For queer scientists like Lauren Esposito, one can be the loneliest number. Esposito, curator and Schlinger Chair of Arachnology at the California Academy of Sciences in San Francisco, was not only the first openly queer curator at her institution, but she has rarely met an LGBTQIA+-identified member in her field.
This sense of professional isolation prompted Esposito to launch 500 Queer Scientists, a visibility campaign and community for LGBTQIA+ people and their allies who work in STEM and STEM-related fields.
“I realized I had never been in a lab with a queer person, I never had a queer mentor, I never had a queer professor,” Esposito says. “I wanted to find some community. I felt like if I’m living in San Francisco and working in the oldest scientific institution west of the Mississippi—other people probably feel the same way.”
A booming network
It turns out they did. Since its 2018 launch, 500 Queer Scientists has expanded from its initial goal of spotlighting 500 individuals to include more than 1,700 self-submitted profiles. The site now offers a searchable database by discipline or region to facilitate networking within a multitude of fields, spanning science, engineering, medicine and technology.
“It’s grown into a community where people support and find each other,” Esposito says.
Sophie Middleton, an experimental particle physicist at the California Institute of Technology and one of the 500 Queer Scientists, sees the site as helping to make the lab a more welcoming space.
“I am a true believer that we should be able to bring our whole selves into the lab, irrespective of sexual orientation or gender identity,” Middleton says. “Many young LGBTQIA+ scientists leave their fields, a large factor in this is a sense of isolation and lack of belonging. Earlier in my career, I felt this way myself, as there were very few out lesbian scientists. I hope to provide a visible presence, which can help change perceptions and highlight the diversity of researchers in STEM.”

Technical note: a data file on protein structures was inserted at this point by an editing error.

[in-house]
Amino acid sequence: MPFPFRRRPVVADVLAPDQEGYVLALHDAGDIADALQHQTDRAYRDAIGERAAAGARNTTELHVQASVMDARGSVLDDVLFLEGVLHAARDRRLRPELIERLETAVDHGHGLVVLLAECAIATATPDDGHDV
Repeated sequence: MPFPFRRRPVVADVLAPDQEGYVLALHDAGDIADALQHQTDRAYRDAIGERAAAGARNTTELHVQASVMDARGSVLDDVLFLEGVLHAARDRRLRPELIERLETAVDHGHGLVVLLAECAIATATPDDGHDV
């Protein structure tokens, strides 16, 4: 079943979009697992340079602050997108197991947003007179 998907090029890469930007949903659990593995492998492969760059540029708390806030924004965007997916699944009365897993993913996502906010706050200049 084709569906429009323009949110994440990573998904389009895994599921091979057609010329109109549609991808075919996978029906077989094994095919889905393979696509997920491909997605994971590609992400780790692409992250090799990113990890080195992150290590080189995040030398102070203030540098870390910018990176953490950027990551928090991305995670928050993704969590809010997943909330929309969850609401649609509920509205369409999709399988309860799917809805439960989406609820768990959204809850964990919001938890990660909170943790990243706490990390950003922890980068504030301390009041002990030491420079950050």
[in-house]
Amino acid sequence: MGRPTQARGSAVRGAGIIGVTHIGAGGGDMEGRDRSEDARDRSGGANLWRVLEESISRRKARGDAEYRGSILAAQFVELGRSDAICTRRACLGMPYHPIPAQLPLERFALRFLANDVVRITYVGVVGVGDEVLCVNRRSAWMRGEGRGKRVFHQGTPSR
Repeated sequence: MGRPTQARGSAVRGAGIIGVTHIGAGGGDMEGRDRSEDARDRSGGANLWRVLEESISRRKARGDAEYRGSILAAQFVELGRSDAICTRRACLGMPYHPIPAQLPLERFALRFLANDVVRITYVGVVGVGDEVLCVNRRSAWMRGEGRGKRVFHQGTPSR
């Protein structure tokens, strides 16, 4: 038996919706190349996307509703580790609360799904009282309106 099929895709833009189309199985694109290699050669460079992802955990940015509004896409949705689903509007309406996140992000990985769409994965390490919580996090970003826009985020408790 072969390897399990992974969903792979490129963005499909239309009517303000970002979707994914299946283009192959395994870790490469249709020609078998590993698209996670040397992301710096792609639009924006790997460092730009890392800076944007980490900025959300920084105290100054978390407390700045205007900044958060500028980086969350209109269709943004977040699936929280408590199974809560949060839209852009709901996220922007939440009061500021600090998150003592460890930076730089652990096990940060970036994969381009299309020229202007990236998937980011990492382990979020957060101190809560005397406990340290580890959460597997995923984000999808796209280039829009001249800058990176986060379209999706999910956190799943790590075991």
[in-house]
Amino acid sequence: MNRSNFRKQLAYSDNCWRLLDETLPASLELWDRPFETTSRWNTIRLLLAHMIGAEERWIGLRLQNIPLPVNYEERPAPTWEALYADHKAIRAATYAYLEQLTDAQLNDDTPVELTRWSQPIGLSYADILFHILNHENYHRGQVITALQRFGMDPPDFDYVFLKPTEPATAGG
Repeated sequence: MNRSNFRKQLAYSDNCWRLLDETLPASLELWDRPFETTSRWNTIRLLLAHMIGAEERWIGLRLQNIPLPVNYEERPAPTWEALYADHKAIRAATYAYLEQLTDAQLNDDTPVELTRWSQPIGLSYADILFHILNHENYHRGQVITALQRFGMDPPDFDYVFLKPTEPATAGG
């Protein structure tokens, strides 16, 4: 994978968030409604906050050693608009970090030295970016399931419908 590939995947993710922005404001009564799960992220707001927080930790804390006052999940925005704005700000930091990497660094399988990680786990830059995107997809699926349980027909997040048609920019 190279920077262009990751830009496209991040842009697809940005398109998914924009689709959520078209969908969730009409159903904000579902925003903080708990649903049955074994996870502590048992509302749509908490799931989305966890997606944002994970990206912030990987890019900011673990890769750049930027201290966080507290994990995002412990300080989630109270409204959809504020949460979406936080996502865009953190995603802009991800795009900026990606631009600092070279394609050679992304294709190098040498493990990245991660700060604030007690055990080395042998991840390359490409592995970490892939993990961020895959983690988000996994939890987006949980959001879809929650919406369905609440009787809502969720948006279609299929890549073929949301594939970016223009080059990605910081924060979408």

Industry vs. academia
The experience of being queer in science can vary depending on your area of study, whether you work at a university or company, and where you live.
Chris Egner, who has several decades of experience working as an engineer at both big tech outfits and startups in Silicon Valley, has seen the tech industry become largely accepting of LGBTQIA+ diversity. It’s standard practice now to organize employee resource groups (ERGs), provide supportive benefits, and participate in Pride parades and other community events.
“People here are just out, and you meet incredibly talented people with purple hair who are not cisgender, and that’s not considered unprofessional,” says Egner, who is the head of engineering at Science. “That’s been an important cultural shift—being you isn’t considered unprofessional.”
Identifying as LGBTQIA+ also can fit with the non-traditional West Coast start-up culture. “We don’t wear fancy clothes because we’re not signaling how big our bonus was last quarter,” Egner says. “The results at work speak for themselves. There’s a different culture and different expectations.”
But location matters, as do evolving attitudes. During a summer internship in college several decades ago, Egner recalls a Pride flag being stolen from a federally funded lab in a remote spot near Santa Fe, New Mexico. “This place had top security—it didn’t happen by accident,” he says. “Visibility in the workplace really matters. It’s what sets the norm. People talk about rainbow-washing, but having the rainbows out there does really matter more than people realize.”